"Vectorial Elevation" is an interactive art project originally designed to celebrate the arrival of the year 2000 in Mexico City's Zócalo Square. The website www.alzado.net enabled any Internet user to design light sculptures over the city's historic centre, with eighteen searchlights positioned around the square. These searchlights, whose powerful beams could be seen within a 15 kilometers radius, were controlled by an online 3D simulation program and visualised by digital cameras. A personalised webpage was produced for every participant with images of their design and information such as their name, dedication, place of access and comments. View Details.
Displaced Emperors
Displaced Emperors
Relational Architecture 2, 1997
"Displaced Emperors" was an installation that used an "architact" interface to transform the Habsburg Castle in Linz, Austria. Wireless 3D sensors calculated where participants pointed to on the façade and a large animated projection of a hand was shown at that location. As people on the street "caressed" the building, they could reveal the interiors of the Habsburg residence in Mexico City, Castillo de Chapultepec. View Details.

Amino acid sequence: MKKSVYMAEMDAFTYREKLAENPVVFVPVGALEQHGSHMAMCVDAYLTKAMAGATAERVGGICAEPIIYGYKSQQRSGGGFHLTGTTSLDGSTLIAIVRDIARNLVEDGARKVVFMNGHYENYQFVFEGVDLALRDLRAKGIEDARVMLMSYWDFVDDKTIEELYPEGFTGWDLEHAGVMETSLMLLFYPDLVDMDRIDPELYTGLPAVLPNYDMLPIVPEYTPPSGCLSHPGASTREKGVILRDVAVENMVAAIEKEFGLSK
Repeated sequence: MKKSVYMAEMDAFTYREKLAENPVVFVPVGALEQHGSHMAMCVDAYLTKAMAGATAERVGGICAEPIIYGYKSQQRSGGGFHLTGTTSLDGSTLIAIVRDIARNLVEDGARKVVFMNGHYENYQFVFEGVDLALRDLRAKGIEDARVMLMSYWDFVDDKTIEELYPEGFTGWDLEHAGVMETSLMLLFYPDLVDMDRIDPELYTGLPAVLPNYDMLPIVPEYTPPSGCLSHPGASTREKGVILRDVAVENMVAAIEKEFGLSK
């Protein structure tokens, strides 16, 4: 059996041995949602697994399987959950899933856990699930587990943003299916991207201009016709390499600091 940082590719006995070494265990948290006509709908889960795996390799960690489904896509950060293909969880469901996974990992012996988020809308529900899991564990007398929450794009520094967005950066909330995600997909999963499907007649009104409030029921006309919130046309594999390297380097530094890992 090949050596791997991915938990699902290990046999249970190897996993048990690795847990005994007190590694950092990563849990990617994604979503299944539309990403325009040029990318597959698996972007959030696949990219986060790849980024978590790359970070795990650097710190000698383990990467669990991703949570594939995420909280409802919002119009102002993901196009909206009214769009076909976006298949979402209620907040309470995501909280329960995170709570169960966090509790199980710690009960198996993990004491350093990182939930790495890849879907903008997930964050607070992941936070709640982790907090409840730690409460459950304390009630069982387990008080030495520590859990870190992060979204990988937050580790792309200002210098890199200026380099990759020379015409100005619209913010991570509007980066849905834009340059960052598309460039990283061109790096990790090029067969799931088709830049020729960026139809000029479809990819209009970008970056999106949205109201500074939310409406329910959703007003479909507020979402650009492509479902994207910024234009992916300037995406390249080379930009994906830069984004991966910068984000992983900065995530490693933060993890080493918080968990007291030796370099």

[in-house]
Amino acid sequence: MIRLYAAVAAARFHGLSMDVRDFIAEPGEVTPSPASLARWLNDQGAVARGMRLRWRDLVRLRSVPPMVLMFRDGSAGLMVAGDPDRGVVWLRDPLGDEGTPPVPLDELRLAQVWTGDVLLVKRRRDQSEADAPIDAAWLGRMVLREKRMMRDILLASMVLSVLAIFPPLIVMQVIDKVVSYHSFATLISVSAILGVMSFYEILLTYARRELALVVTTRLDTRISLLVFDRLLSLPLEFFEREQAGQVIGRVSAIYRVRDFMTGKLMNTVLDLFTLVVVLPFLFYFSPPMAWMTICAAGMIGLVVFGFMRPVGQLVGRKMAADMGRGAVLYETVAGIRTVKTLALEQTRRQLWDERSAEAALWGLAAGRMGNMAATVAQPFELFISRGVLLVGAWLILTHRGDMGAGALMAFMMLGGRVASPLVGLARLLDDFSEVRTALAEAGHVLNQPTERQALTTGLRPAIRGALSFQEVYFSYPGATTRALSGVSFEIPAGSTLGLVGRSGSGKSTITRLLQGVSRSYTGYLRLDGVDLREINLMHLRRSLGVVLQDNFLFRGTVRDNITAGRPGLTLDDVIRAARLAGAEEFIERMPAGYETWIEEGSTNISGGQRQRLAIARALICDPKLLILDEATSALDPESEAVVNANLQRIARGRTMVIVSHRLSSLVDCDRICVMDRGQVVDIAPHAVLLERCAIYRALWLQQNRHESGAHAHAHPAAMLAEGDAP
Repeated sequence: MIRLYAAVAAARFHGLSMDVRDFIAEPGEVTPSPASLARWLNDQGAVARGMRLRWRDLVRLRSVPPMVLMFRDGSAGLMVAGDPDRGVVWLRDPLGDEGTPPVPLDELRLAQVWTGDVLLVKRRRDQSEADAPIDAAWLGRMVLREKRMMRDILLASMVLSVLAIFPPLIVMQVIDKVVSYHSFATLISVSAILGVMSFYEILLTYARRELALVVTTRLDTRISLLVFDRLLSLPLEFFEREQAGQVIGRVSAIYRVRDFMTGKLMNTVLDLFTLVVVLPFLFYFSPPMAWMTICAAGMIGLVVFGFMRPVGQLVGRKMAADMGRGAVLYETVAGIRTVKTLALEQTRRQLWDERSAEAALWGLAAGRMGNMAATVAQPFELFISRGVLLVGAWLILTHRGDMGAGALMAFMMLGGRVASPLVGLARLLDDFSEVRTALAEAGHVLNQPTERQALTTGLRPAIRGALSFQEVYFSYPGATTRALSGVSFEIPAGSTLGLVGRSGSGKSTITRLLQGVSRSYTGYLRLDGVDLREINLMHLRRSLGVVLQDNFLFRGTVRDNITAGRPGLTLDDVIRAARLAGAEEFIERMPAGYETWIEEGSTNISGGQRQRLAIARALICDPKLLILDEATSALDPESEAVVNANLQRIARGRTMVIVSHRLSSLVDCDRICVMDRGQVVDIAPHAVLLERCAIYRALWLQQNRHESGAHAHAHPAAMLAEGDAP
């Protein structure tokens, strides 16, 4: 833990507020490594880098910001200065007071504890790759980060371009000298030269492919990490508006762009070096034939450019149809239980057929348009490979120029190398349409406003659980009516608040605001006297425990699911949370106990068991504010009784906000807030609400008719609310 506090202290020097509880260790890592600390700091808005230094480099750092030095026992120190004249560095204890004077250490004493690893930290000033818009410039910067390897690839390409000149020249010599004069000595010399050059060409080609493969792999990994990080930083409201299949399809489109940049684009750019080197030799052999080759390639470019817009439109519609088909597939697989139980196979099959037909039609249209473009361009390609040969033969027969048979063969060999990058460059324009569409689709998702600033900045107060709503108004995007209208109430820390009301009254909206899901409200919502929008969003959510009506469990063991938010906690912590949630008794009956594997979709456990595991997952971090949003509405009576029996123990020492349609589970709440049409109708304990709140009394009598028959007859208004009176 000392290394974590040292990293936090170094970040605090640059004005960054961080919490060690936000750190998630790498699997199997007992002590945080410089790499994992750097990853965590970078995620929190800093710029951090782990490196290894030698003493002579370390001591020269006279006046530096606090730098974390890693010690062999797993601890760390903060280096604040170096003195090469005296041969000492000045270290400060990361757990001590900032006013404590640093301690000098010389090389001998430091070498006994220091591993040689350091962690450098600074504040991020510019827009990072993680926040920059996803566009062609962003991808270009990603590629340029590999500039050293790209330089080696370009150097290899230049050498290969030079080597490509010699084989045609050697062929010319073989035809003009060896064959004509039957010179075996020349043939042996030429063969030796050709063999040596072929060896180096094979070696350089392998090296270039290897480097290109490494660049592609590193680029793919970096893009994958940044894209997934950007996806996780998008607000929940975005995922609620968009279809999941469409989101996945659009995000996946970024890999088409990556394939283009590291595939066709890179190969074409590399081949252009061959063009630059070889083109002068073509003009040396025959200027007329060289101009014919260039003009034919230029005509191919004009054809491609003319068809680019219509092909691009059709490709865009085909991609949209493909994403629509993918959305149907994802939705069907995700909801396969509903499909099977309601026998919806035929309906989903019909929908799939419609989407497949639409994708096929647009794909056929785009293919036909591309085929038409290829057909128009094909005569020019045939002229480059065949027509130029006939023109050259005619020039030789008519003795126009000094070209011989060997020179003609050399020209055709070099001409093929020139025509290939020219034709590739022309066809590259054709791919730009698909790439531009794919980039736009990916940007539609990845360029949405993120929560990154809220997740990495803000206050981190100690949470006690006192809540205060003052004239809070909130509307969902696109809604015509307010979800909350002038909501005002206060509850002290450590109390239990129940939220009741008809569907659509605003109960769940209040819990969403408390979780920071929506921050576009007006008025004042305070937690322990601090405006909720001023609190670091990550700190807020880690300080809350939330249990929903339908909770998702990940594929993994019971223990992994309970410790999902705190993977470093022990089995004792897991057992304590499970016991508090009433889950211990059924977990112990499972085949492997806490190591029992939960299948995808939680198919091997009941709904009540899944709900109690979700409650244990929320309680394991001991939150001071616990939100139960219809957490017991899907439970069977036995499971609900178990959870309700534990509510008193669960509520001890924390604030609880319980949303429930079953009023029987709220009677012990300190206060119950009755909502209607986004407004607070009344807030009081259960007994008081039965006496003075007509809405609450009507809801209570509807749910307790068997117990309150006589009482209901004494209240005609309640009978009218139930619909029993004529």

The Trace
The Trace
1995
"The Trace" is a telepresence installation that invites two participants in remote sites to share the same telematic space. The piece consists of light vectors, sounds and graphics that respond to the movement of the participants. Two interactive stations are needed for the piece; these are interconnected with a normal ISDN digital line so they can be in the same exhibition hall, on either side of a city or in different cities. View Details.
Airborne Projection
Airborne Projection
Relational Architecture 20, 2013
“Airborne” was an interactive installation commissioned by the Chrysler Museum of Art to transform Norfolk’s public space into a poetic shadow play. Participants blocked the light of two projectors casting their shadows on a 900 sqm wall, and these were tracked by computerized surveillance systems. Out of the shadows emanated bellowing smoke which was mapped onto the wall and accumulated in it. Readable within the smoke were clouds of text, themselves turbulent, from salient poetic texts on light and shadow. View Details.
Amodal Suspension
Amodal Suspension
Relational Architecture 8, 2003
"Amodal Suspension" is a large-scale interactive installation where people can send short text messages to each other using a cell phone or web browser. However, rather than being sent directly, the messages are encoded as unique sequences of flashes with twenty robotically-controlled searchlights, not unlike the patterns that make up Morse code. Messages "bounce" around from searchlight to searchlight, turning the sky into a giant switchboard. View Details.
Apostasis
Apostasis
2008